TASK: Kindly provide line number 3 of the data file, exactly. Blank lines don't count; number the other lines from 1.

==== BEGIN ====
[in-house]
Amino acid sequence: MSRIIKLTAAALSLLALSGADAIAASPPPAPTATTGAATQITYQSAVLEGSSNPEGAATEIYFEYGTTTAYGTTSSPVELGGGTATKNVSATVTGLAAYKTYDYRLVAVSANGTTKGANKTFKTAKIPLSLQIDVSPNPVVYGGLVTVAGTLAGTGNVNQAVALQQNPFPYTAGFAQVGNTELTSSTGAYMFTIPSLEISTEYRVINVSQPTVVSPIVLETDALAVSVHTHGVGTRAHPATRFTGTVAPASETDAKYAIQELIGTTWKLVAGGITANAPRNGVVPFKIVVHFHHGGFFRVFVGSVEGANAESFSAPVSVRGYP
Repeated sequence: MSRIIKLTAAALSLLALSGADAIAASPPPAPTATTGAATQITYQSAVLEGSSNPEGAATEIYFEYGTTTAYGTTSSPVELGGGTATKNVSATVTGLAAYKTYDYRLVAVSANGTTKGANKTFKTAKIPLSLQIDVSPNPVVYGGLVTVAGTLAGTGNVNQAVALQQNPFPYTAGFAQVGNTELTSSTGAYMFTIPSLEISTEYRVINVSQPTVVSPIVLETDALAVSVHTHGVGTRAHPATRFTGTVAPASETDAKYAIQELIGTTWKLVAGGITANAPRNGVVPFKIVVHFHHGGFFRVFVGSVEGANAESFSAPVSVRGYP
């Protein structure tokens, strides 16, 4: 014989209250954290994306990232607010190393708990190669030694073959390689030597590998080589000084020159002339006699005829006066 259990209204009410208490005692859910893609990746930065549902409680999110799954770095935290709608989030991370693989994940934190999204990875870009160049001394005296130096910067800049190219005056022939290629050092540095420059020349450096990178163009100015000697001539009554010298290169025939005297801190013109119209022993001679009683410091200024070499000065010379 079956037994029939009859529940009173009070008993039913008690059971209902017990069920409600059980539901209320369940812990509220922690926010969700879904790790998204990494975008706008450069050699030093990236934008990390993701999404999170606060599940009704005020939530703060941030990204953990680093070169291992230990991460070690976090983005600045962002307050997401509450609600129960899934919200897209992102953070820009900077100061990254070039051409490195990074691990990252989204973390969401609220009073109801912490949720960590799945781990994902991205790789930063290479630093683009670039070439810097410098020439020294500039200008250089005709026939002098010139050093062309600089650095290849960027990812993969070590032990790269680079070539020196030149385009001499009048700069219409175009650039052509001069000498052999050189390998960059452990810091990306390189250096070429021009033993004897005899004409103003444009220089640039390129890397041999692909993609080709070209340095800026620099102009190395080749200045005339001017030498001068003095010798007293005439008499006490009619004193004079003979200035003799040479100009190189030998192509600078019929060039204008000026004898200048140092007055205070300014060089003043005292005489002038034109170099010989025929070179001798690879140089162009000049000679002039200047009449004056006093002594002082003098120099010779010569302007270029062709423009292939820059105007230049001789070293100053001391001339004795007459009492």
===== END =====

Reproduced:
Repeated sequence: MSRIIKLTAAALSLLALSGADAIAASPPPAPTATTGAATQITYQSAVLEGSSNPEGAATEIYFEYGTTTAYGTTSSPVELGGGTATKNVSATVTGLAAYKTYDYRLVAVSANGTTKGANKTFKTAKIPLSLQIDVSPNPVVYGGLVTVAGTLAGTGNVNQAVALQQNPFPYTAGFAQVGNTELTSSTGAYMFTIPSLEISTEYRVINVSQPTVVSPIVLETDALAVSVHTHGVGTRAHPATRFTGTVAPASETDAKYAIQELIGTTWKLVAGGITANAPRNGVVPFKIVVHFHHGGFFRVFVGSVEGANAESFSAPVSVRGYP